“You try to take the momentum but also I think our team does really well and we succeed when we keep an even keel after losing and winning games,” Seguin said. “Obviously, you can’t block out the emotion of what happened in the last game and we wanted to make sure we enjoyed it but we want to make sure [we’re focused] and get ready for tonight.”
Claude Julien isn’t apologizing for his team’s miracle in Game 7 Monday night that has them opening an Eastern Conference semifinal series with the Rangers.
He also doesn’t want his team apologizing for being there either.
“For some reason, this last series seems to have been looked upon as negative for some people,” Julien said after Thursday’s pre-game skate at TD Garden, hours before Game 1 with the Rangers.
“For us, it was a great character win, we’re looking forward to moving ahead and we’re not looking at it the way a lot of people are looking at it. It’s not a chance to redeem yourself because we’re in the second round, we don’t have to redeem ourselves for anything. What we have to do here is look forward to this series and do whatever we can to move ahead. The character win that this team showed in Game Seven should be looked upon as a positive. That’s the way I look at it.”
One thing is for certain, no one is going to feel sorry for the Bruins having three injured defenseman heading into the series. With Andrew Ference, Dennis Seidenberg and Wade Redden all missing Thursday’s skate, it’s high likely that Dougie Hamilton, Torey Krug and Matt Bartkowski will all play in Game 1 against the Rangers Thursday night.
The one advantage of it all, though, is the fact that two of the three, Krug and Bartkowski, have played the same defensive system with AHL Providence this year.
“It helps everybody because [Providence Head Coach] Bruce Cassidy and his coaching staff seem to see the game the same way we do,” Julien said. “There’s a good connection there in the way we coach our teams, very much the same approach. I know I’ve talked to Bruce; the things we do, he does as well.
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|Bruins open against Rangers on Thursday at TD Garden||05.13.13 at 11:59 pm ET|
Fresh from their miraculous Game 7 win over the Maple Leafs, the Bruins will open the Eastern Conference semifinal series against the Rangers on Thursday night, the NHL announced Monday night. The Bruins, as the No. 4 seed, have home-ice advantage for the series against the Rangers, who finished as the No. 6 seed and eliminated the Capitals, 5-0, in Game 7 Monday night in Washington.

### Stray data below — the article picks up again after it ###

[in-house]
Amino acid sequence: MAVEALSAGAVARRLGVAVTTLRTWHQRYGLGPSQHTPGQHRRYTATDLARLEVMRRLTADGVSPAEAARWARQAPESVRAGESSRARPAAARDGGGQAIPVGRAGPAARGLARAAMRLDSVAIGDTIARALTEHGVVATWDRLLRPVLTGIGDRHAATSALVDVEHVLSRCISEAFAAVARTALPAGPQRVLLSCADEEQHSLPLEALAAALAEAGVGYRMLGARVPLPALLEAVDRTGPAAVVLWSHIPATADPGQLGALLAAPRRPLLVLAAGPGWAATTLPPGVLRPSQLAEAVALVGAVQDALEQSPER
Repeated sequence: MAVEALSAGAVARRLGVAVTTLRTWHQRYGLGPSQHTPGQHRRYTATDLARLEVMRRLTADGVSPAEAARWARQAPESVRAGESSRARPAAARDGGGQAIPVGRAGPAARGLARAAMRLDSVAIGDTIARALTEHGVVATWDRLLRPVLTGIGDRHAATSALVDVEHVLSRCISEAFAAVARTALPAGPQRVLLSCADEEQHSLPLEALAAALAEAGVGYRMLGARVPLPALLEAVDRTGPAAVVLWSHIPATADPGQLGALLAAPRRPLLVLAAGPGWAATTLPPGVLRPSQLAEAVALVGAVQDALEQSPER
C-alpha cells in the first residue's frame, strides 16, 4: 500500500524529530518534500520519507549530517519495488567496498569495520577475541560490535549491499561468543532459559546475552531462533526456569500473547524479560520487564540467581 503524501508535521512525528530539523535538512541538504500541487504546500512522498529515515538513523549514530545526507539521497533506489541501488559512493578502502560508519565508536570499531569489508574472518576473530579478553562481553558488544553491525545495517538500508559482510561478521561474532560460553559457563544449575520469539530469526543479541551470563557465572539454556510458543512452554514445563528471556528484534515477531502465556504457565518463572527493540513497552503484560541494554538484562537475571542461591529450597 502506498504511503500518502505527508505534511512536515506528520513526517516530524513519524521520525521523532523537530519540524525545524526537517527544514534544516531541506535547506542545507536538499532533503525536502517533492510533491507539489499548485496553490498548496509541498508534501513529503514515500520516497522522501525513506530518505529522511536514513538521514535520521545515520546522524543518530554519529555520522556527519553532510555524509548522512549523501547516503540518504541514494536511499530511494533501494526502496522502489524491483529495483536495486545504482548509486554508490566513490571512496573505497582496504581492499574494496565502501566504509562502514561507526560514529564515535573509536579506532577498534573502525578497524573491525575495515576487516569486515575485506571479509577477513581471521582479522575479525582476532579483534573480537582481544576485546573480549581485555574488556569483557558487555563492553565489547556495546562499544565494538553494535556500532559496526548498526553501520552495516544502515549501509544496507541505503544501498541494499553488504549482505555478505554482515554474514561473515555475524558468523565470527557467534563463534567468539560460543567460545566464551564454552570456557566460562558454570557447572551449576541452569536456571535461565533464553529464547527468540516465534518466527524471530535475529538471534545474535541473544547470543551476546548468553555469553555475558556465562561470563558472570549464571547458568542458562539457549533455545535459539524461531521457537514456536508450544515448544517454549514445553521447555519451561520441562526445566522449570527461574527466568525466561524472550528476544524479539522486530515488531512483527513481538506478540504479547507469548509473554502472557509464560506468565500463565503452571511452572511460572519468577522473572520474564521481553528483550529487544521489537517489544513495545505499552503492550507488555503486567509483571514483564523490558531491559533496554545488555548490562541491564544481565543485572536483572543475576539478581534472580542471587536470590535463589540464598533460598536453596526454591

The Bruins will play Game 1 at TD Garden at 7:30, and that will be followed up by Game 2 on Sunday at 3 p.m., also at TD Garden.
The series will shift to Madison Square Garden for Games 3 and 4. Game 3 will be next Tuesday at 7:30 p.m. followed by Game 4 Thursday, May 23, at 7 p.m.
Game 5, if necessary will be back in Boston on Saturday, May 25. Game 6 would be Monday, May 27, at MSG and Game 7 would be back in Boston on Wednesday, May 29.
|Shawn Thornton: Let up on the letdown theory||03.26.11 at 4:57 pm ET|
One look at the line score from Saturday’s snoozefest at the Garden would suggest the Bruins went through a pretty typical letdown game in a 1-0 loss to the Rangers, less than 48 hours after lighting up the Canadiens, 7-zip.
Not so fast, says Shawn Thornton.
“No, I wouldn’t put too much into it,” Thornton said. “I wouldn’t look too much into Thursday’s game and then tonight’s. This one could have went either way, it wasn’t like we laid an egg tonight. I thought for the most part we worked hard. I don’t look at shots too much, but anytime you outshoot a team 12-1 in the third period, you’d think that maybe you’d get rewarded with one. But they did a good job blocking shots, they did a good job of cleaning stuff out in front of the net. [Henrik Lundqvist] did a good job stopping the puck.”
Thornton makes a good point. The Bruins, who were outshot 9-0 to open the second, were hellbent on putting on a late rush on Lundqvist but to no avail.
Claude Julien agreed with Thornton’s assessment. A letdown explanation would be pretty lame.
“I think that would be a weak excuse,” Julien said. “We’re certainly not going to use that as an excuse. This is the time our year where you got to make sure that you’re able to push those games aside. There’s a lot of emotional games coming up in the future here, in the near future, and we’ve got to be able to respond night after night.
“It was more our team maybe not as good as the other team tonight as far as the will to win those battles early on and being heavy on the stick,” Julien said. “It’s unfortunate that the only goal that was scored may be a little bit of a controversial goal, but we had lots of opportunities to make up for it.”
It was also unfortunate Tuukka Rask allowed just one controversial goal and it ended up costing the Bruins.
“It’s disappointing to lose, obviously,” Rask said. “But I thought we put up a pretty good effort. Maybe it wasn’t a solid sixty-minute game, but we definitely came out hard in the third and got our chances, battled hard. A 1-0 loss is always tough to take when you don’t score a goal after you score seven. But it’s just a game and we just have to battle back [Sunday vs. Philadelphia].”
“Obviously, it sucks,” captain Zdeno Chara said. “We didn’t score a goal and we didn’t play our best.